Victims of disaster tend to deny calamity as long as possible according to Harrie Vorst, a professor of psychology at the University of Amsterdam. Vorst published a paper in 2010 applying disaster psychology to evacuation models, building on research from other academics. Before a disaster, people are often “aware of the coming impact but try to ignore or deny the facts, reducing uneasy feelings of danger, and they show apathetic behavior with respect to the real danger,” he writes.
Even during fires, evacuees don’t always run right away.
“When an alarm goes off, you’d think a person’s initial reaction would be panic,” says Kristin Bigda, a senior fire protection engineer with the National Fire Protection Association. “But they don’t necessarily react like that. They look for additional cues.”
Hurricanes, typhoons and storm surges have greater potential for inaction, because their magnitude can be difficult to predict.
“Hurricane Irene wasn’t as bad as predicted, so when Sandy came in, a number of people thought ‘it wasn’t that bad last year,’ and didn’t evacuate,” says Cathie Perkins, an emergency planner for Miami-Dade County in Florida.
All of these factors — simple geometry, hurdles, crowd behavior and disaster psychology — need to be considered for evacuations. And between the fact that tall buildings are difficult by design to empty and the fact that many evacuees tend to scatter or freeze, we may need more than the stairs as disasters worsen in coming years. We may need to take down those elevator signs.
Many buildings have long required that elevators be recalled, or sent back down, to the first floor when a fire occurs. This allows first responders to use them, and also limits the danger of smoke pouring into the shaft and smothering passengers.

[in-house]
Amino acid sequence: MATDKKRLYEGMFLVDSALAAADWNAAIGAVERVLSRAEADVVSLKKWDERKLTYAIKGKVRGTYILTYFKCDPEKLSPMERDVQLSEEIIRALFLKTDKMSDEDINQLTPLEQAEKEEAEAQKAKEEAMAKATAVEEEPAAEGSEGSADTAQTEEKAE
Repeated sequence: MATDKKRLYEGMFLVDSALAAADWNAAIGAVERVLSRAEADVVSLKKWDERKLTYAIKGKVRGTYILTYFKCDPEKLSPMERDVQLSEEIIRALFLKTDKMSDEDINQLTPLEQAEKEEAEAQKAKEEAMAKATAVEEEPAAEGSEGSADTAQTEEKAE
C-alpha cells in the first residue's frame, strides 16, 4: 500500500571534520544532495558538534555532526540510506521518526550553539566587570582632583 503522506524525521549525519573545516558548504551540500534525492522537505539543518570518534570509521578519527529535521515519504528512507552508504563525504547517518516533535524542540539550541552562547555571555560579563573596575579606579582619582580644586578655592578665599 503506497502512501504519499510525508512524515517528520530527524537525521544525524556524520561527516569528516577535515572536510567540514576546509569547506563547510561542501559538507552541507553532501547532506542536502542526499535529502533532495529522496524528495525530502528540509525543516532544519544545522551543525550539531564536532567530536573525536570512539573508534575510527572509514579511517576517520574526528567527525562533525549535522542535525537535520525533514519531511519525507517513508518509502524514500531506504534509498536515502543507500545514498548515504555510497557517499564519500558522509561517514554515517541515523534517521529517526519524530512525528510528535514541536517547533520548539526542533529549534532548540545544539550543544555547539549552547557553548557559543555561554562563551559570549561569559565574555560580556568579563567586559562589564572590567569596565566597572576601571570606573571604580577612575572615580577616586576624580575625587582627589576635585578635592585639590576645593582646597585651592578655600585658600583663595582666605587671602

But while high-profile stories of failure abound, elevators have also saved thousands of people. During the 9/11 attacks, around 3,000 people escaped via elevator from the south tower soon after the north tower’s impact. Only one elevator was functioning in the north tower during that time, and the rate of evacuation in the former was about 50 percent faster, according to a report released by the National Institute of Standards and Technology in 2004.
Evacuation time can drop from well over an hour to 20 minutes if responders run all the elevators at once, says Lay. And officials are slowly moving to sanction them; in 2012, NFPA made code changes to permit elevator use before first responders take over an evacuation — part of an ongoing reexamination of elevators in the wake of 9/11.
They’re a promising strategy, especially as human-caused natural disasters become ever more the norm. In coming years, we’ll need ways to get out quick.
Taboo or not, elevators could help.
Rachel Dovey is an award-winning freelance writer and former USC Annenberg fellow living at the northern tip of California’s Bay Area. She writes about infrastructure, water and climate change and has been published by Bust, Wired, Paste, SF Weekly, the East Bay Express and the North Bay Bohemian.